WHY THE CLASSICS MATTER—A LOOK AT THE GOLDEN AGE RIDES

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We tend to divide into camps as car guys.

 

You have the Chevy guys, the Ford guys, the Mopar guys, the rat rod guys, the 4×4 guys, the muscle car guys—the list is endless.

 

They all love old iron but for me the test of a true car guy is to recognize the contribution of the golden age rides because these car defined cutting edge and style.

 

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I’m the opposite of a Pebble Beach car guy because you can’t drive a car 20 feet off a climate-controlled trailer to a show. You have to get a little dust and even a little mud on them to really get a gut level car guy experience but I also understand why the Pebble Beach guys don’t dirt track their classics.

 

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These cars are more than machines. They’re a look back at an era when Hollywood aristocracy lived a lifestyle that most people could only read about in magazines like Photoplay, Motion Picture and LIFE.

 

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The people who drove these automotive legends were screen legends. People like Jean Harlow, Rudolph Valentino, Ginger Rogers and Errol Flynn were often photographed right next to or behind the wheel of a classic.

 

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The 1920s and 30s iron really suited the lifestyle because there was nothing that said you made it more than a massive Cadillac back in that era.

 

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Walt Disney, Cary Grant, Marlene Dietrich, Laurel and Hardy, Rita Hayworth and Jimmy Cagney all had publicity shots taken in or around a luxury ride.

 

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They were the perfect prop for a lifestyle well beyond the imagination of the average person because a big luxury ride never took a bad picture.

 

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I look at these cars as works of art but for me the build quality and the technology are also huge factors. Overhead valve engines, hydraulic brakes, electric wipers and starters all came from high end cars.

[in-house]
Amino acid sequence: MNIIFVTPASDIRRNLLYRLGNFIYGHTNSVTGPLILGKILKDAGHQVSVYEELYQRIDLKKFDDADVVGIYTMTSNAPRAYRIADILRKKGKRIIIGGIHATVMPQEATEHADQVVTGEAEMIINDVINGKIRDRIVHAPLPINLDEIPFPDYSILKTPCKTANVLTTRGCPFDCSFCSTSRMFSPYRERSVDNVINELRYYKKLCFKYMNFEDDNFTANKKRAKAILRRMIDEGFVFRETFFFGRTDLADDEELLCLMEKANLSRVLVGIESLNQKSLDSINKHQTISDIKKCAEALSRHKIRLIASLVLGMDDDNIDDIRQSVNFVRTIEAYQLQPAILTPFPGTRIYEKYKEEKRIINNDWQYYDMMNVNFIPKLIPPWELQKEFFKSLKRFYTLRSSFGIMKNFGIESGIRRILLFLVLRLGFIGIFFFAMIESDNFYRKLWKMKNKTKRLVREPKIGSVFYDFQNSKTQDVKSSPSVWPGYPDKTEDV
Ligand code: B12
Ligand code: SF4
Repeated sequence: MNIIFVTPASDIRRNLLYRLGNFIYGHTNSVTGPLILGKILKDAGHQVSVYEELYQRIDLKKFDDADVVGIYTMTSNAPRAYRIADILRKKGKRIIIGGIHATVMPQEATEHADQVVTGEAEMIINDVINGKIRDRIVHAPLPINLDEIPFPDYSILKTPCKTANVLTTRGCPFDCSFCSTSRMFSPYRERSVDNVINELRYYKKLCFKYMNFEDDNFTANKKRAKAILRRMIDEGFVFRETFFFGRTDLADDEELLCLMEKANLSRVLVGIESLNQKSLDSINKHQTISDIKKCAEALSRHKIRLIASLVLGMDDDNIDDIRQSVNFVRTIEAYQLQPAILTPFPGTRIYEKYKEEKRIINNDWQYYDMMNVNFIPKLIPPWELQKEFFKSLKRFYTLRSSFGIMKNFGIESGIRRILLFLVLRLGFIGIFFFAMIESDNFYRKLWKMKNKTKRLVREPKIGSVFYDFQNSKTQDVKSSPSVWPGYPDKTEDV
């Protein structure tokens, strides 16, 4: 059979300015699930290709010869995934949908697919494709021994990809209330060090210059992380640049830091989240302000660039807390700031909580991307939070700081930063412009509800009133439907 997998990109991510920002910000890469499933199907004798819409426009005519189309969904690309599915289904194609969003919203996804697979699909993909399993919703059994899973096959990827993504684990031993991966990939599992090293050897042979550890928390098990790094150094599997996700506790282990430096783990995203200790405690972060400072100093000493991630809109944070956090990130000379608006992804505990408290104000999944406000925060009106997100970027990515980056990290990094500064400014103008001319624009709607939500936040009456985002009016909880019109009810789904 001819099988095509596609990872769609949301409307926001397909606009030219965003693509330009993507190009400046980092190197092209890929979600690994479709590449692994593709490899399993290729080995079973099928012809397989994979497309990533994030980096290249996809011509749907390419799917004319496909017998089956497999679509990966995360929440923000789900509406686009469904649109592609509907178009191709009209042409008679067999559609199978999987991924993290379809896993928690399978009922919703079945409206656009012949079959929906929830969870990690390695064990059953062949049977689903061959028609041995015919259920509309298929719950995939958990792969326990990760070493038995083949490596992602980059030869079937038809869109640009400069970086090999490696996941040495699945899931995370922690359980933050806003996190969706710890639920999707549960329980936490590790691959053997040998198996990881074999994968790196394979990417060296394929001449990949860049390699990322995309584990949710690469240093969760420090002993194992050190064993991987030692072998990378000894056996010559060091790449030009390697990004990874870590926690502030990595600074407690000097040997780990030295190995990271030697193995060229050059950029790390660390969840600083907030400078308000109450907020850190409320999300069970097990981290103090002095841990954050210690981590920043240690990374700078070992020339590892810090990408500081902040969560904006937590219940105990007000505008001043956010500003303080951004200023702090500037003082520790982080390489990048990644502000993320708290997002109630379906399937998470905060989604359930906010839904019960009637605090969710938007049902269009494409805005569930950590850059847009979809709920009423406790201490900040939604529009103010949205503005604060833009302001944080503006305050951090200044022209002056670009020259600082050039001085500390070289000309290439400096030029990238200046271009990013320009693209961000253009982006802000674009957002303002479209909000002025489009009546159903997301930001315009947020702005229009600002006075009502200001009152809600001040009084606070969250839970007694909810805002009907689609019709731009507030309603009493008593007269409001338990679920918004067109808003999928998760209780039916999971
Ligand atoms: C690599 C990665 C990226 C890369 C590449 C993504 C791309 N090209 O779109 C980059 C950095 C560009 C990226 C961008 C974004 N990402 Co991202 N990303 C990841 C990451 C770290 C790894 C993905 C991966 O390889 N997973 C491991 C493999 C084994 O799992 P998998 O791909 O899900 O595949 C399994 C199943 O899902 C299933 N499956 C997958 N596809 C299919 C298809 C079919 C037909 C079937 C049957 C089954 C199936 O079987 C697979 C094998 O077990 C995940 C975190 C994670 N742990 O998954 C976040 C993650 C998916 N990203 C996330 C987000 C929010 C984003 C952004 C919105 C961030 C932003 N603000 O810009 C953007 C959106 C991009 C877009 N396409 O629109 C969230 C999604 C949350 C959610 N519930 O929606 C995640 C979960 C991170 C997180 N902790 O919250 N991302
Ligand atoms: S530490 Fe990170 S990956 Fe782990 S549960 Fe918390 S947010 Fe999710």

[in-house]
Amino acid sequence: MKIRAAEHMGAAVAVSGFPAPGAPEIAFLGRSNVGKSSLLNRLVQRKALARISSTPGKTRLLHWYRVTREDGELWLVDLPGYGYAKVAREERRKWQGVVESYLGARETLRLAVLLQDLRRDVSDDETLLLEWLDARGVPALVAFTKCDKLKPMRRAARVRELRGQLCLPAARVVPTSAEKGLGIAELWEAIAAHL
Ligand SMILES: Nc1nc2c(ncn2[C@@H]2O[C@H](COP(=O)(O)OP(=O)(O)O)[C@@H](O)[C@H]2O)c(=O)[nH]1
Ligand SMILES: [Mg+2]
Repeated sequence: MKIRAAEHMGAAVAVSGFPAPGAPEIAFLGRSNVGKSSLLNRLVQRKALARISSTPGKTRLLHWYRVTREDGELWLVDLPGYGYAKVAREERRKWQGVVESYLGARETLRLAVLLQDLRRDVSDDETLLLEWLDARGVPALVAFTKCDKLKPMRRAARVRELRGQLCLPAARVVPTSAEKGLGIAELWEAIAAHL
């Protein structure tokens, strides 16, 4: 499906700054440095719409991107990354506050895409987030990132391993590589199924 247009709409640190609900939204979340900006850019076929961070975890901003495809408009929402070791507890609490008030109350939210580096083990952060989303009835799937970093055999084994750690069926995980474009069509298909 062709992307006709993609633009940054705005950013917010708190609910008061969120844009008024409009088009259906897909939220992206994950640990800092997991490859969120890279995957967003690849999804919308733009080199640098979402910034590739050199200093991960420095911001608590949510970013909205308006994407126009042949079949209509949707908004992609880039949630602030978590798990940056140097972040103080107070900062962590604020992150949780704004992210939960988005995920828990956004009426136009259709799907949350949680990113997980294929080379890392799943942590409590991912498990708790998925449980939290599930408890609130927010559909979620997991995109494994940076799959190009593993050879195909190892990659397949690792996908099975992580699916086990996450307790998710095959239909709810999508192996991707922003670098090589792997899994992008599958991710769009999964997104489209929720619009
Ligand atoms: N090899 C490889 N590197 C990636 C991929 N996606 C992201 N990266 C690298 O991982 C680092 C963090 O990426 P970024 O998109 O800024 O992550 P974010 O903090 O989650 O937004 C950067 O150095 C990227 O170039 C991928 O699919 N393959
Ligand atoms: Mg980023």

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Anytime you turn on your heat in a car, thank the Hollywood softie or New York financier who wanted a more comfortable ride on the way to the studio or bank.

 

What practical use is there for a dual cowl phaeton other than the obvious? You wanted an open air ride but you needed some separation from the hired hand behind the wheel.

 

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That single act of blatant class distinction is what separated the average schmoe working in a factory from the guy who owned the factory.

 

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They had giant hoods because you needed to make an entrance at a Hollywood party so that 12-foot front end meant another 30-40 seconds went by before the rest of the car—and the celebrity passengers arrived.

 

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These cars come from an era when a massive car meant something because status in 2017 Hollywood means you show up in a Prius.

 

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We’ve lost a lot because style today is a vague concept but it was really well-defined 80-90 years ago when giant Packards, Duesenbergs, Cords and Auburns told us all what we’d drive if we ever became famous.

 

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They were cool, stylish, cutting edge and timeless—that’s why these golden age rides should matter.

 

Jerry Sutherland

 

 

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